You will soon see Jordi’s ad about this in the Mineralogical Record: his commission is not to sell off any pieces from the “official” collection, but to sell duplicates from a “B” collection which was not publicly shown during Folch’s lifetime. No more than a quick scroll down the Folch pages already up on the website will show you that this “B” collection included some very fine things indeed: old Cornish specimens happen now to be featured, but almost anything might come up next. For quite awhile into the future, Jordi says, he will put Folch specimens of all types, sizes and prices onto these pages, as well as bringing selections of them to shows—his plan is not to start with the best stuff now and work down to the least but rather to grab specimens “at random” from the “B” stock to put onto the market. Watching it happen ought to be enlightening, and what’s more it ought to be cheering, since we will know that a great old collection is not, for a change, being dispersed, abused or neglected, but rather is being improved, partly with funds raised by these means.
Rob Lavinsky too is quite busy now marketing old collection material. Marilyn Dodge, based in Rhode Island, has spent more than 30 years assembling a collection of top-quality thumbnails. In order to devote more time and energy to micromounting, she is selling off the thumbnail collection, as well as some peripheral material: the suite of Colorado thumbnails and miniatures now on view at Rob’s site (www.irocks.com) ought to duly excite Colorado collectors while giving the rest of us, too, acquisitive little thoughts about why we need to tune in when the general thumbnail collection comes on line (soon) and appears at Denver.
The same thought applies regarding the Violet Dawson collection of miniatures, which Rob is now beginning to market as well. With her husband, Norm Dawson, Violet owned and worked the White Queen mine, San Diego County, California, during its most active period of specimen production, and into the 1970’s she exhibited her miniatures widely at shows around southern California. Shown with the present report are pictures of three Dawson miniatures (Ilfeld, Germany manganite; Hiddenite, North Carolina emerald/quartz; an amazingly substantial andersonite from Utah), just to give you some idea. Rob says to remind everyone that he’s also going to be handling some rarities from the Marty Zinn collection, and many good things from the Ernie Schlichter collection, over the latter half of this year.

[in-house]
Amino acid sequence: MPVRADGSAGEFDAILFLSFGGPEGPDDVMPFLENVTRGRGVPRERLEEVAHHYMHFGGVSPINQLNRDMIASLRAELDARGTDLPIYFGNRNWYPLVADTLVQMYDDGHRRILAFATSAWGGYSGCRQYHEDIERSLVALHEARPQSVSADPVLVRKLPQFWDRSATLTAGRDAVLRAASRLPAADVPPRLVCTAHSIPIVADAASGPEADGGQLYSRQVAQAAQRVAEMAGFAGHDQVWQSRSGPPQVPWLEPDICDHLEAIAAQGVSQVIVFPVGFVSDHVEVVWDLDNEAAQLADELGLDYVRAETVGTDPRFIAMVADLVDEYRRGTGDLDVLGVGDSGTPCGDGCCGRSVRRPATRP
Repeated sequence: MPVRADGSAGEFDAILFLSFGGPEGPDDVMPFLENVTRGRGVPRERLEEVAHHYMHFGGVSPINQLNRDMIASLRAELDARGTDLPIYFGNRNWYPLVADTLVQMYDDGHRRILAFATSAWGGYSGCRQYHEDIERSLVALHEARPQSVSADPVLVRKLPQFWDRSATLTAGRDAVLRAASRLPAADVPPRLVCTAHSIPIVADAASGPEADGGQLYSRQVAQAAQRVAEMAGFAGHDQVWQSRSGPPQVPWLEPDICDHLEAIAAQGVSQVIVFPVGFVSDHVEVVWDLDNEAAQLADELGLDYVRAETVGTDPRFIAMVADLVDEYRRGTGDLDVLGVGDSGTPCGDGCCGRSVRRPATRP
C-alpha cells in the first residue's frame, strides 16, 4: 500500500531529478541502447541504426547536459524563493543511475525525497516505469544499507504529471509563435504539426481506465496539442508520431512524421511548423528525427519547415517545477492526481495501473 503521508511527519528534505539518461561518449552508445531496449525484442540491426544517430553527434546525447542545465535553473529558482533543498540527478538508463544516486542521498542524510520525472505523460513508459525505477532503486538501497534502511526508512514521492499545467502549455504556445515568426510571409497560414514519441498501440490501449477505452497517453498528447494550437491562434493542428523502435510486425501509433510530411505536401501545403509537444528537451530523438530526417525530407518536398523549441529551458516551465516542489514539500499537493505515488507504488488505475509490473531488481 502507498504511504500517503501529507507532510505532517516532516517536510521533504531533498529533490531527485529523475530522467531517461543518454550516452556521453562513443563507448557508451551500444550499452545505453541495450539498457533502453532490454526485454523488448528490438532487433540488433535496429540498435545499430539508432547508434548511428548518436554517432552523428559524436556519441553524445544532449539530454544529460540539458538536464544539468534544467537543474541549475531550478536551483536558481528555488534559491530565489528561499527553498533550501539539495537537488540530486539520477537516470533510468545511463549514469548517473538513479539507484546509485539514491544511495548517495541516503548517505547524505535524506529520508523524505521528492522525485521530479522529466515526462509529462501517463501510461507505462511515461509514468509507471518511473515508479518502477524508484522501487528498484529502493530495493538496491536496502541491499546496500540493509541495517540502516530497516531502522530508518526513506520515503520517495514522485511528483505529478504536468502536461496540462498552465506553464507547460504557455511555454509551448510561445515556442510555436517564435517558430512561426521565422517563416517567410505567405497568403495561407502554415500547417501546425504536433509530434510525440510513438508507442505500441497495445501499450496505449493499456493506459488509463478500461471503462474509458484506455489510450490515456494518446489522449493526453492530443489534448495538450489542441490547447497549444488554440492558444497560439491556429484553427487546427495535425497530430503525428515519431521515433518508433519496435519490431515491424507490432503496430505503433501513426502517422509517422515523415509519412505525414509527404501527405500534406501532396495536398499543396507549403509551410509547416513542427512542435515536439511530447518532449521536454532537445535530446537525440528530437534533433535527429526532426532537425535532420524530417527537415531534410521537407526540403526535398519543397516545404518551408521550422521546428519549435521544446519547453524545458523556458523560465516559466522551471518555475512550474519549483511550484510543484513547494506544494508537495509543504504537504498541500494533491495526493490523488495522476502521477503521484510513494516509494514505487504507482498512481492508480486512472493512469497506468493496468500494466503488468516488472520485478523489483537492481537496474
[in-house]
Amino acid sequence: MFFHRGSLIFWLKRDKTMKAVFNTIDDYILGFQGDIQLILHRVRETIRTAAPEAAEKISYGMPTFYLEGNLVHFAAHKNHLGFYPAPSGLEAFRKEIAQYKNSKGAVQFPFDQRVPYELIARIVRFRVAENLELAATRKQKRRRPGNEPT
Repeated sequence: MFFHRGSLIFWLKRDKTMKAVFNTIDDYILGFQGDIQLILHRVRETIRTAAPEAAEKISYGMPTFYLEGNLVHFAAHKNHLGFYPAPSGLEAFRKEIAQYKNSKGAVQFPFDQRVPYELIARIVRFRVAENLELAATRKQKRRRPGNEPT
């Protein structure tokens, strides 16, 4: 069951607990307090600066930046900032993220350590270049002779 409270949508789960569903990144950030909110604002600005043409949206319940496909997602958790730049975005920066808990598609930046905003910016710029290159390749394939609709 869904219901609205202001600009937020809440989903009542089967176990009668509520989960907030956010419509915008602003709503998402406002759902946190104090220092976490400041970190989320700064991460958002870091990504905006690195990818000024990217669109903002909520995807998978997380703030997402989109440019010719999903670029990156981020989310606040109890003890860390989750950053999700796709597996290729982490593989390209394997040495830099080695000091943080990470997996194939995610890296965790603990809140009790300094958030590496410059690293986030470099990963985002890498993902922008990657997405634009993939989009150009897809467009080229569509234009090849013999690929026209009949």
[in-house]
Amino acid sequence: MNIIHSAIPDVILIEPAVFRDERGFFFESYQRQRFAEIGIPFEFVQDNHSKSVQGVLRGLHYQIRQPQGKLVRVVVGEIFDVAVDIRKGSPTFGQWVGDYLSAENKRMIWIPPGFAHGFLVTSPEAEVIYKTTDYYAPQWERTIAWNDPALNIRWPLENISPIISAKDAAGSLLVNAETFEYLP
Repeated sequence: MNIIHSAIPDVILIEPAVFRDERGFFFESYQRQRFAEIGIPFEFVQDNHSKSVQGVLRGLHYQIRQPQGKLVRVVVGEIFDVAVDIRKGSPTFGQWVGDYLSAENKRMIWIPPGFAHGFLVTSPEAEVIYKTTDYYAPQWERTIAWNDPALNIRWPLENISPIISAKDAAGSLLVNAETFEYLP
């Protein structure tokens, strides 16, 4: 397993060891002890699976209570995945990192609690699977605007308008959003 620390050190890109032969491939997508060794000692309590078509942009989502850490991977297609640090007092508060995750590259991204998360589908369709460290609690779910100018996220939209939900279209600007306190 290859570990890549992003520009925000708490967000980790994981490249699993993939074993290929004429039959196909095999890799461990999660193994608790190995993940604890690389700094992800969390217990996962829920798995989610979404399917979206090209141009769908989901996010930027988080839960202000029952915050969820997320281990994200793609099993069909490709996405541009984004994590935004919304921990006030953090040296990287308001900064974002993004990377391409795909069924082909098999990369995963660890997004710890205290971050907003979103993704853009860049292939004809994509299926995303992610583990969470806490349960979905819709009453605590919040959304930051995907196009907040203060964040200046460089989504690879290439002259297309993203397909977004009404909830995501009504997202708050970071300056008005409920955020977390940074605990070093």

Caveat Emptor Department
How do you say “buyer beware” in Romanian? [Late note: I’d meant this as a rhetorical question, but from the desk of Wendell Wilson there flashes an answer: “Achizitor atenţ ie.” Check your immediate perimeter before asking rhetorical questions…]. Anyway, Jaroslav Hyršl brings back from this year’s Ste.-Marie-aux-Mines show the news that he saw, among the show’s famously expansive spread of outdoor tents, booths and individual stands, “several tables” run by Romanian dealers where faked specimens “formed the majority” of the offerings, and one table filled “practically only” with fakes. He saw “matrix” stibnite specimens consisting of terminated Chinese stibnite crystals stuck into gray masses of finely ground-up, cemented stibnite; large gray octahedral crystals represented as scheelite, actually, potassium alum, glued onto plates of drusy quartz; “rhodochrosite” crystals which in fact are calcite stained pink by wet toilet paper. The newest rarity from Romania, judging by what was on hand at Ste.-Marie, seems to be “malachite” spheres made from mud mixed with green mica flakes and cemented onto quartz—the locality given for these was different at every stand where Jaroslav asked the question. Sorry to end this report on such a down note, but as-they-say Knowledge Is Power, as well as a Safeguarded Mineral Budget.
I almost forgot the following fun announcement. Most Mineralogical Record subscribers have long been aware of our standing offer to send on request, free of charge, a special “illustrated specimen” label to the owner of any specimen which has been pictured in the magazine’s pages (extra-customized labels are available if the specimen in question appeared in one of the Special Issues). Well, you may now avail yourself of the same offer should you happen to come to own a specimen pictured in this website feature. Write or e-mail to the Editorial Office, and you shall receive a 2.5 x 3.5-inch stiff paper tag which says Illustrated Specimen – The Mineralogical Record Website Column – What’s New in the Mineral World. There are empty lines where you can fill in the specimen data, including the date of the picture’s posting.
And now let us hibernate until Denver…
For questions about this column, please email Tom Moore.